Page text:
THE DUEL.

OH many a duel the world has seen
That was bitter with hate, that was red with gore,
But I sing of a duel by far more cruel
Than ever by poet was sung before.
It was waged by night, yea by day and by night,
With never a pause or halt or rest,
And the curious spot where this battle was fought
Was the throbbing heart in a woman's breast.

There met two rivals in deadly strife,
And they fought for this woman so pale and proud.
One was a man in the prime of life,
And one was a corpse in a moldy shroud;
One wrapped in a sheet from his head to his feet,
The other one clothed in worldly fashion;
But a rival to dread is a man who is dead,
If he has been loved in life with passion.

The living lover he battled with sighs,
He strove for the woman with words that burned,
While stiff and stark lay the corpse in the dark,
And silently yearned and yearned and yearned.
One spoke of the rapture that life still held
For hearts that yielded to love's desire,
And one through the cold grave's earthy mold
Sent thoughts of a past that were fraught with fire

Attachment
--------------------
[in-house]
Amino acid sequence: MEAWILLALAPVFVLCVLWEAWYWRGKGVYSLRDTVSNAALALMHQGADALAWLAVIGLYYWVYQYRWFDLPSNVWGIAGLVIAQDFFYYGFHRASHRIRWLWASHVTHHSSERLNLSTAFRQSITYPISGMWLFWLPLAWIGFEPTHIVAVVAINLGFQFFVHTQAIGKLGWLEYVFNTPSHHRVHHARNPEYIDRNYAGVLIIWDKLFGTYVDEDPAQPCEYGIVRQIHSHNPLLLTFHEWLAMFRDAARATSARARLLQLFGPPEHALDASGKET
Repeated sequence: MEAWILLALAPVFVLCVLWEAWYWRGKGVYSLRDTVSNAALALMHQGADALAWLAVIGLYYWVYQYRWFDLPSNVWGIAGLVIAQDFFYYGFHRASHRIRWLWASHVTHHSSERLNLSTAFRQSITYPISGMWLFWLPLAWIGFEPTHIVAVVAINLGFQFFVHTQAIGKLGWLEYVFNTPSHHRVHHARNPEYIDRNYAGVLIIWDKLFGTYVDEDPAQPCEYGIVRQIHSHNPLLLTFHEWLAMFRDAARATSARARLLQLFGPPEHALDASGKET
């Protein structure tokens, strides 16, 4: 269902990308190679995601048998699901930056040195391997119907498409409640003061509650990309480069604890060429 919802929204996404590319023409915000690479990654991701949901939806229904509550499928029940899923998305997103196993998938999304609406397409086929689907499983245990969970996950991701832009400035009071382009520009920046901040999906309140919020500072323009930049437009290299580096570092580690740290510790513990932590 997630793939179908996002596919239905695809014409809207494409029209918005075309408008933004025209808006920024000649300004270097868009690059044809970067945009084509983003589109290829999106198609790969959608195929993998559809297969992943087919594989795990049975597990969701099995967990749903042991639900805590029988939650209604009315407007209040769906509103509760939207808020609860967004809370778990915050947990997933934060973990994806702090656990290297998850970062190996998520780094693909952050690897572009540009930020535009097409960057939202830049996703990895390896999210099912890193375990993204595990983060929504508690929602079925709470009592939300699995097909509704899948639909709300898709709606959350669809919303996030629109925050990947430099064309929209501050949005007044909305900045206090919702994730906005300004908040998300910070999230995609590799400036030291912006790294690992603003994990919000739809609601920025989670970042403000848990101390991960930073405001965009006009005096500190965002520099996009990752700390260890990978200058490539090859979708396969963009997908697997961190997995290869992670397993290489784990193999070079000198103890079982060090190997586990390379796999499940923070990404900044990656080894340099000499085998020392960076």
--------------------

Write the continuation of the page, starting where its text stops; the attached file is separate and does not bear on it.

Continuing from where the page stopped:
The living lover seized hold of her hands--
"You are mine," he cried, "and we will not part!"
But she felt the clutch of the dead man's touch
On the tense-drawn strings of her aching heart.
Yet the touch was of ice, and she shrank with fear--
Oh! the hands of the dead are cold, so cold--
And warm were the arms that waited near
To gather her close in their clinging fold.

And warm was the light in the living eyes,
But the eyes of the dead, how they stare and stare!
With sudden surrender she turned to the tender
And passionate lover who wooed her there.
Farewell to sorrow, hail, sweet to-morrow!
The battle was over, the duel was done.
They swooned in the blisses of love's fond kisses,
And the dead man stared on in the dark alone.

Custer and other poems by Ella Wheeler Wilcox
W. B. Conkey Company Chicago, Ill. (1896)


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